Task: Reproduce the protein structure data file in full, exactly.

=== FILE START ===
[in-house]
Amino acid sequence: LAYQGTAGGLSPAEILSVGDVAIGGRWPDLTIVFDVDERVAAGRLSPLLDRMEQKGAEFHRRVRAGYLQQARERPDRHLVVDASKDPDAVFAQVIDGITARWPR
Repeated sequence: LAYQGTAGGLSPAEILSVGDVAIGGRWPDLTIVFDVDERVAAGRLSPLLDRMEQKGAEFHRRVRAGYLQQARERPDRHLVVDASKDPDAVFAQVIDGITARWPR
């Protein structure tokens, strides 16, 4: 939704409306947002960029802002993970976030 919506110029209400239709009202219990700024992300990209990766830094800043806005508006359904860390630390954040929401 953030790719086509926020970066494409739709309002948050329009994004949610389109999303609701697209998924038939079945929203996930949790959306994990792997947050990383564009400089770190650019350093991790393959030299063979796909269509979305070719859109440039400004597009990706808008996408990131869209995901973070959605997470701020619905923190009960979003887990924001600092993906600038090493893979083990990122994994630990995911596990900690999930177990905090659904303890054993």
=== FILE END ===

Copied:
[in-house]
Amino acid sequence: LAYQGTAGGLSPAEILSVGDVAIGGRWPDLTIVFDVDERVAAGRLSPLLDRMEQKGAEFHRRVRAGYLQQARERPDRHLVVDASKDPDAVFAQVIDGITARWPR
Repeated sequence: LAYQGTAGGLSPAEILSVGDVAIGGRWPDLTIVFDVDERVAAGRLSPLLDRMEQKGAEFHRRVRAGYLQQARERPDRHLVVDASKDPDAVFAQVIDGITARWPR
């Protein structure tokens, strides 16, 4: 939704409306947002960029802002993970976030 919506110029209400239709009202219990700024992300990209990766830094800043806005508006359904860390630390954040929401 953030790719086509926020970066494409739709309002948050329009994004949610389109999303609701697209998924038939079945929203996930949790959306994990792997947050990383564009400089770190650019350093991790393959030299063979796909269509979305070719859109440039400004597009990706808008996408990131869209995901973070959605997470701020619905923190009960979003887990924001600092993906600038090493893979083990990122994994630990995911596990900690999930177990905090659904303890054993």